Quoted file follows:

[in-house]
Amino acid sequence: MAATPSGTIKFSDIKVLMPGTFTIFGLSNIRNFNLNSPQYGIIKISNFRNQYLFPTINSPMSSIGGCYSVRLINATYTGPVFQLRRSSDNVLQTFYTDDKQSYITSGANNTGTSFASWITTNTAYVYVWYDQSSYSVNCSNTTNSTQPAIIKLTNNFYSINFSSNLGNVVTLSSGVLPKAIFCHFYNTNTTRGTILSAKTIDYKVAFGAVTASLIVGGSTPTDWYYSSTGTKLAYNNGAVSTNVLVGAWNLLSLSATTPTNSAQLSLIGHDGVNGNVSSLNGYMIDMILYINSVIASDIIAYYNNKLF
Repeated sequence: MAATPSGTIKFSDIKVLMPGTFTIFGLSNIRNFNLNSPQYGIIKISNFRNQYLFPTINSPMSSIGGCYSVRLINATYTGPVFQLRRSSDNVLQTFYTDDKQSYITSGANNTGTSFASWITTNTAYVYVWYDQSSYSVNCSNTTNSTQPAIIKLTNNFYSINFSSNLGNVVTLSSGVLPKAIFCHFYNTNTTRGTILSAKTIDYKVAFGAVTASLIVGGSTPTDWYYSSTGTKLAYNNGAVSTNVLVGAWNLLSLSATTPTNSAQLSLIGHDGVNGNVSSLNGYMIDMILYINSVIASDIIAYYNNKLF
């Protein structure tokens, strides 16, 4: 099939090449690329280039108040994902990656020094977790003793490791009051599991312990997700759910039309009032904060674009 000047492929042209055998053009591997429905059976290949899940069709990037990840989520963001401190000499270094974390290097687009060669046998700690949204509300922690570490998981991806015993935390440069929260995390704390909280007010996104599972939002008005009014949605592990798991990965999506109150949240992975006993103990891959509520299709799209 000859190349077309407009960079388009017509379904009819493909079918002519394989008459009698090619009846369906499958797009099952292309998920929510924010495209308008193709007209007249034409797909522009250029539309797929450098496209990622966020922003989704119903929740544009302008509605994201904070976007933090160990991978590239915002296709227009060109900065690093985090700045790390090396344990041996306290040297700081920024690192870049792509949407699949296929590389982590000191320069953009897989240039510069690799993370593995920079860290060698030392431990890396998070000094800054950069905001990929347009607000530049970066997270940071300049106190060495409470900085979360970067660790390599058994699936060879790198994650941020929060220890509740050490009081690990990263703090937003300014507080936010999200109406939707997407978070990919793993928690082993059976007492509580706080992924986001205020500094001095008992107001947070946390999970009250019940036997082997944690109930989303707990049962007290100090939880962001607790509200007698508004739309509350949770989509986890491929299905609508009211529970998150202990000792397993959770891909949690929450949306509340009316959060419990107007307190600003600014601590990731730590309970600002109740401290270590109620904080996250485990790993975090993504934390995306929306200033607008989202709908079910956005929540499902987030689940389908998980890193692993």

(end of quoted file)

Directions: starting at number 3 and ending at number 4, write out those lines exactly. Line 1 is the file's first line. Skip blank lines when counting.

Repeated sequence: MAATPSGTIKFSDIKVLMPGTFTIFGLSNIRNFNLNSPQYGIIKISNFRNQYLFPTINSPMSSIGGCYSVRLINATYTGPVFQLRRSSDNVLQTFYTDDKQSYITSGANNTGTSFASWITTNTAYVYVWYDQSSYSVNCSNTTNSTQPAIIKLTNNFYSINFSSNLGNVVTLSSGVLPKAIFCHFYNTNTTRGTILSAKTIDYKVAFGAVTASLIVGGSTPTDWYYSSTGTKLAYNNGAVSTNVLVGAWNLLSLSATTPTNSAQLSLIGHDGVNGNVSSLNGYMIDMILYINSVIASDIIAYYNNKLF
């Protein structure tokens, strides 16, 4: 099939090449690329280039108040994902990656020094977790003793490791009051599991312990997700759910039309009032904060674009 000047492929042209055998053009591997429905059976290949899940069709990037990840989520963001401190000499270094974390290097687009060669046998700690949204509300922690570490998981991806015993935390440069929260995390704390909280007010996104599972939002008005009014949605592990798991990965999506109150949240992975006993103990891959509520299709799209 000859190349077309407009960079388009017509379904009819493909079918002519394989008459009698090619009846369906499958797009099952292309998920929510924010495209308008193709007209007249034409797909522009250029539309797929450098496209990622966020922003989704119903929740544009302008509605994201904070976007933090160990991978590239915002296709227009060109900065690093985090700045790390090396344990041996306290040297700081920024690192870049792509949407699949296929590389982590000191320069953009897989240039510069690799993370593995920079860290060698030392431990890396998070000094800054950069905001990929347009607000530049970066997270940071300049106190060495409470900085979360970067660790390599058994699936060879790198994650941020929060220890509740050490009081690990990263703090937003300014507080936010999200109406939707997407978070990919793993928690082993059976007492509580706080992924986001205020500094001095008992107001947070946390999970009250019940036997082997944690109930989303707990049962007290100090939880962001607790509200007698508004739309509350949770989509986890491929299905609508009211529970998150202990000792397993959770891909949690929450949306509340009316959060419990107007307190600003600014601590990731730590309970600002109740401290270590109620904080996250485990790993975090993504934390995306929306200033607008989202709908079910956005929540499902987030689940389908998980890193692993």